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Thread: Smokey Waters

  1. #1

    Default Smokey Waters

    I've wanted to try this for years and thanks to uni I finally understand apertures and shutter speeds enough to make it work!







  2. #2
    Join Date
    Sep 2009
    Location
    Petersfield, Hants
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    3,768

    Default

    Wow!

  3. #3
    Join Date
    May 2012
    Location
    Northamptonshire/oxfordshire border
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    4,715

    Default

    Wow!!!

    Sent from my LT30p using Tapatalk
    [URL="http://s86.photobucket.com/user/kissmesweet69/media/Kris%201_zps27izfsmy.png.html"][IMG]http://i86.photobucket.com/albums/k105/kissmesweet69/Kris%201_zps27izfsmy.png[/IMG][/URL]

  4. #4
    Join Date
    Sep 2009
    Location
    London
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    466

    Default

    Very good. Aperture and shutter speed were used with film cameras too.
    With digital you need to understand ISO as well. That is what I was told last summer.
    In film cameras the films came with different speeds. But a high sensitive film one would use in winter had coarser grain, so the detail wasnt so good.
    To change your film speed on a film camera you had ro take out a half used film and replace it with a different speed film.
    On a digital camera you have the same choice of sensitivity to light, but you alter it by changing the ISO.
    I was taught to raise the ISO when I wanted to take a tourist pic in a church where the light was poor and no flash was allowed.
    So how is it important when riding?
    By increasing the sensitivity you cut the time needed. So if you are taking a rider in canter (or any action sports shot) and you aim for an exposure not greater than 1000th second, you can adjust the ISO so as to get that fast pic even in winter weather.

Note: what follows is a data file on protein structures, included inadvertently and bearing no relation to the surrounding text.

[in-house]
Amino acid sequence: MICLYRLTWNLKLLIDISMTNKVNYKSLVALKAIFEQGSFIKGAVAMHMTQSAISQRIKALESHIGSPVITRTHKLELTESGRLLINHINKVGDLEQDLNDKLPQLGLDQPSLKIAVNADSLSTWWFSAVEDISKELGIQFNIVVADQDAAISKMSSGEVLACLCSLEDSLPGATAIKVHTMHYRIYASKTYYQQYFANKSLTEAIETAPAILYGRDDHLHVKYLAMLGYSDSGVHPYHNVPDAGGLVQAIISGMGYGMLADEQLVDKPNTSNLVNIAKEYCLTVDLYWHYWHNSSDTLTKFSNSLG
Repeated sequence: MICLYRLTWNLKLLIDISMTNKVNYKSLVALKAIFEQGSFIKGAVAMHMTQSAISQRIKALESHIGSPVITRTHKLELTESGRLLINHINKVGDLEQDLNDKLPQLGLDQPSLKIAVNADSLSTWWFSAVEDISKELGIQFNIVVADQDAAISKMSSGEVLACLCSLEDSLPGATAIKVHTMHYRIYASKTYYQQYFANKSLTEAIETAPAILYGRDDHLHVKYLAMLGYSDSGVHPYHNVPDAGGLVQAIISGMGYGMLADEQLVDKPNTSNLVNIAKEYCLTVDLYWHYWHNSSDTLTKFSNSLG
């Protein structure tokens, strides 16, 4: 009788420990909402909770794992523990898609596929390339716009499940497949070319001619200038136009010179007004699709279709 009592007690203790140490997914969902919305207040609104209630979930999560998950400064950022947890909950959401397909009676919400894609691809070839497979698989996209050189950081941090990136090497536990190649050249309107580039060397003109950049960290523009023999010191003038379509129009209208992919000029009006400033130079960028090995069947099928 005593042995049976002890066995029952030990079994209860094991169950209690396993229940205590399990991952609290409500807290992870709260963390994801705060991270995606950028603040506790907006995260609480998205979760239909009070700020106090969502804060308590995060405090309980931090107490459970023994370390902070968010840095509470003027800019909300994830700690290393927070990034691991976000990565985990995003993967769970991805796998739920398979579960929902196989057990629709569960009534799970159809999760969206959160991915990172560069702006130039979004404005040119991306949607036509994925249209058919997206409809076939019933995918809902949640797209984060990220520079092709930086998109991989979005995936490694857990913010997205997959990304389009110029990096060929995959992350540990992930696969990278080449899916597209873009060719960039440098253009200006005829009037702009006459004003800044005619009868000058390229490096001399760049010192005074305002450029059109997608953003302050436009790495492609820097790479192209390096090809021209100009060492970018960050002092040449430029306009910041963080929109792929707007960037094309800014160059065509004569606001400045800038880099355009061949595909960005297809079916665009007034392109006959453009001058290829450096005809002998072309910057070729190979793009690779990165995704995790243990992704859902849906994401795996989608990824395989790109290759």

I learned this bit from Scott Kelby Photography course, book 1 or 2 - probably Book 1. And took great pics of grand daughter's riding lesson.
    You can also use repeat shots. Another Mum showed me that watching girls football. Setting repeat shots and then cropping catches just the right moment with moving figures. With horses you need a little care as the repeat clicking is quite loud on my camera.
    My own next problem is to study how to take nice pics of my grey (white) mare.
    I think Kelby's guidance on taking brides in white dresses may come in useful here to get the detail of her coat.

  5. #5

    Default

    I recommend the Zone System for taking pictures of white (or black) subjects, it takes a while to get the grasp of it but it's really handy for getting the correct exposures so that your whites and blacks have the right amount of detail

  6. #6

    Default

    Funky!!

    R.I.P Mickey - 1996 - 31st May 2012

  7. #7

    Default

    That's awesome!
    THE EQUINE INFORMATION EXCHANGE Equine information, not speculation.

  8. #8
    Join Date
    Sep 2009
    Location
    London
    Posts
    466

    Default

    What is the zone system?

    P.S. The signature link is not working for me - I get a google error message it cant be found?

  9. #9
    Join Date
    Sep 2011
    Location
    Manchester/Nottingham
    Posts
    932

    Default

    They're so good!

    They make the photos I've taken for uni look rubbish. Though I am only 1 week in to the module so don't really know anything yet

  10. #10

    Default

    Lovely !!

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